Baxandall’s initial task was to transcribe phone interviews between the counsellor and the study participant. As she typed, Baxandall was sparked by the personal accounts and saw how applying behaviour change theory changed lives.
“Until then, my learning had all been in class and was theory-based,” says Baxandall. “Then I heard the anecdotes of individuals working through the program. I heard their highs and lows. These were real-life histories validating all I had learned in my classes. I loved listening and I wanted to be part of this initiative.”
Following through on her enthusiasm, Baxandall then volunteered with the Small Steps for Big Changes program at the YMCA and her learning experience began anew.
She took advice from her mentor Tineke Dineen, a UBCO doctoral student and counsellor with Small Steps for Big Changes, who suggested Baxandall join a two-day workshop about motivational interviewing.
“We help provide a roadmap, but the participants remain in the driver’s seat.”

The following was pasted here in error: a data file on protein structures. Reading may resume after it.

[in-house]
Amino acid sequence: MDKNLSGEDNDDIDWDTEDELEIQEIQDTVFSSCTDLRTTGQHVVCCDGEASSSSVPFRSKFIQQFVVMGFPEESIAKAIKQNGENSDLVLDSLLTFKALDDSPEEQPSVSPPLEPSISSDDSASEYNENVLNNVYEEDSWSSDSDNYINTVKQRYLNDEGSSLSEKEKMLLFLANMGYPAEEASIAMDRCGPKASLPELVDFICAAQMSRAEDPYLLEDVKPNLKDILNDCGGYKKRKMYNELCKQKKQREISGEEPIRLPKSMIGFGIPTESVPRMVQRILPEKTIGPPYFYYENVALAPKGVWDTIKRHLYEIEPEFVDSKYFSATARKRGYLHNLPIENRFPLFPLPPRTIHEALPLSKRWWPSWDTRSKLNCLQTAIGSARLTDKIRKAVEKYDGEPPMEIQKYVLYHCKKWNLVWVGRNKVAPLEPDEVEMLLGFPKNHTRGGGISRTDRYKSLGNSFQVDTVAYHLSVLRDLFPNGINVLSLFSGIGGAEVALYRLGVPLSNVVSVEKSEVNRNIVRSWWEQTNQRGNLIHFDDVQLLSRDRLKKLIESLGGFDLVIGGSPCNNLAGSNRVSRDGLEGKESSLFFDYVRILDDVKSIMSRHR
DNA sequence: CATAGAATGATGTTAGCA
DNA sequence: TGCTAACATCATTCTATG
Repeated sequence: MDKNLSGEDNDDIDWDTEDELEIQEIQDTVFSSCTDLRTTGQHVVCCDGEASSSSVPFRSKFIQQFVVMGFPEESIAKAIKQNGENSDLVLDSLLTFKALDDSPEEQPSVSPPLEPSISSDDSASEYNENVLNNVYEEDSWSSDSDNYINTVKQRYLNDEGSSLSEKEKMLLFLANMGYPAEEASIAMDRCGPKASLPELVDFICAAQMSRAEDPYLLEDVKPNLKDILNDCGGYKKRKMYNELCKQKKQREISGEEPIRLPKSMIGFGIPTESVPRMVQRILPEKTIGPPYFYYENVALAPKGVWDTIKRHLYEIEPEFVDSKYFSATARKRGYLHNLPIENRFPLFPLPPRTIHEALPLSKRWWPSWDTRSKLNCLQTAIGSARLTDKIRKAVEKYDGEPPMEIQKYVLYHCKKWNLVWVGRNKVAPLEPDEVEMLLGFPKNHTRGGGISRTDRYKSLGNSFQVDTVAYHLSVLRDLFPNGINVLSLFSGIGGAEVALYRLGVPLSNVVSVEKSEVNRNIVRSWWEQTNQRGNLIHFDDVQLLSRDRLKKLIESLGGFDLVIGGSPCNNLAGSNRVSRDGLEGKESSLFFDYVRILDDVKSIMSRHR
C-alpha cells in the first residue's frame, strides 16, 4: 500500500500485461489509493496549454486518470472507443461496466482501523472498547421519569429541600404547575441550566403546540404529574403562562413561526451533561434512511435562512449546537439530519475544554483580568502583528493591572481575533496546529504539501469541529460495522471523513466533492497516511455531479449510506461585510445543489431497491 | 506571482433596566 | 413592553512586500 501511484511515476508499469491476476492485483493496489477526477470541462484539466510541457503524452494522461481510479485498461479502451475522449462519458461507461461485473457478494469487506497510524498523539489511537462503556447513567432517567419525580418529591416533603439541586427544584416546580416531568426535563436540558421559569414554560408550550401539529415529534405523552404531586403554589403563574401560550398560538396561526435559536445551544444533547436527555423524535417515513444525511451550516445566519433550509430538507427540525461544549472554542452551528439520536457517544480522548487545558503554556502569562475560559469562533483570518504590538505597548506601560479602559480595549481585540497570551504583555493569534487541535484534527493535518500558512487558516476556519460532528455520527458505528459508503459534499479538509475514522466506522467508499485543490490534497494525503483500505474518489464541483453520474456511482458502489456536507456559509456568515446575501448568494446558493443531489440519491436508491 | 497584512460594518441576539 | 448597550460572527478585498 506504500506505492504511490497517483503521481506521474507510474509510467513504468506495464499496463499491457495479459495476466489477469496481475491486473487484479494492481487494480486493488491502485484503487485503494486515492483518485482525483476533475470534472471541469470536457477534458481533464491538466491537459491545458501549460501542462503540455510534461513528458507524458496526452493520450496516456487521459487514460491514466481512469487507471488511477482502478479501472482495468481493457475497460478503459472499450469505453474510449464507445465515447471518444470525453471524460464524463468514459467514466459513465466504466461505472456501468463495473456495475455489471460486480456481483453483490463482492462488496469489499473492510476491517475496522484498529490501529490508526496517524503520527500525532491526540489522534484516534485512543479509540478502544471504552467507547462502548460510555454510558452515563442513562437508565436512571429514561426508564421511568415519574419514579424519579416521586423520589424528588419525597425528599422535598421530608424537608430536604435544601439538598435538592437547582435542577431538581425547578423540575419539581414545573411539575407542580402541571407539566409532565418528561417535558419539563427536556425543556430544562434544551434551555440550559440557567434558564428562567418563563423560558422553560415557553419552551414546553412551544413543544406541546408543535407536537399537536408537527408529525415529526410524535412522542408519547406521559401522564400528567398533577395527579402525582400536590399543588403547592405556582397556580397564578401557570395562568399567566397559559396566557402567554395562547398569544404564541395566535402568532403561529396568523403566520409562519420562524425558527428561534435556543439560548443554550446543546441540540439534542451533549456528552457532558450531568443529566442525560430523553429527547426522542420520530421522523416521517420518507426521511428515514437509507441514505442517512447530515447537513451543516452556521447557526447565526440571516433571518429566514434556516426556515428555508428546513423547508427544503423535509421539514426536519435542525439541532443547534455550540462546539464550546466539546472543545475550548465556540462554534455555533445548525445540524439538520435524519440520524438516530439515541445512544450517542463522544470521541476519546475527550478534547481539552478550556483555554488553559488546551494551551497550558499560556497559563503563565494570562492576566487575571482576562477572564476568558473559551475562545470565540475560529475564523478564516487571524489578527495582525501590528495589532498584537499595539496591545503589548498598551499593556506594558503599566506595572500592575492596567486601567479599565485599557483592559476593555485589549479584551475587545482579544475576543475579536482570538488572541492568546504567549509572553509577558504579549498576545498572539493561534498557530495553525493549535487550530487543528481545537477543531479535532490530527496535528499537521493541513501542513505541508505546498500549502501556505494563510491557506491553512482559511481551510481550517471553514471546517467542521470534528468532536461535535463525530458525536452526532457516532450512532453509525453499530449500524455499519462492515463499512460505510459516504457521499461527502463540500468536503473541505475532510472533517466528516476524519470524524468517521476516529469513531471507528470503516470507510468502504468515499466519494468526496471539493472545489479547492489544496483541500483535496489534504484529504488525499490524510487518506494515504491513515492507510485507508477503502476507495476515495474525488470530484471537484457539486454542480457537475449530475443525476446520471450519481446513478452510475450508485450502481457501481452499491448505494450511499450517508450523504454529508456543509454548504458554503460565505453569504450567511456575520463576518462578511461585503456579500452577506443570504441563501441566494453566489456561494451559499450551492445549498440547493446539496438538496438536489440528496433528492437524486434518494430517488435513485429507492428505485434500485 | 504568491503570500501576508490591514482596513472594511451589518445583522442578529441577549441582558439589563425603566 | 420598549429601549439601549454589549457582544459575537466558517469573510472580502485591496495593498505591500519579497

“Motivational interviewing is a different counselling style,” says Dineen. “It is about finding meaningful or motivational reasons to adopt change. Our participants are encouraged to first discuss their reasons to change. Then, during non-judgemental follow-up conversations, we reflect on their opinions and their own ideas on ways to follow through. We help provide a roadmap, but the participants remain in the driver’s seat.”
Dineen has a lot of experience helping Small Steps for Big Changes’ participants learn their own potential. Similar to Baxandall, she joined the program after hearing some of the personal success stories.
“The Small Steps for Big Changes program resonated with me because it focuses on sustainability, it’s embedded in the community and it helps prevent the progression of Type 2 diabetes,” Dineen says enthusiastically.
She started as a research coordinator with the program, but has now transitioned to a doctoral student. She’s investigating participant outcomes and examining how the program could be implemented in additional YMCA gyms. “The more I worked with Small Steps for Big Changes, the more I appreciate how effective it is.”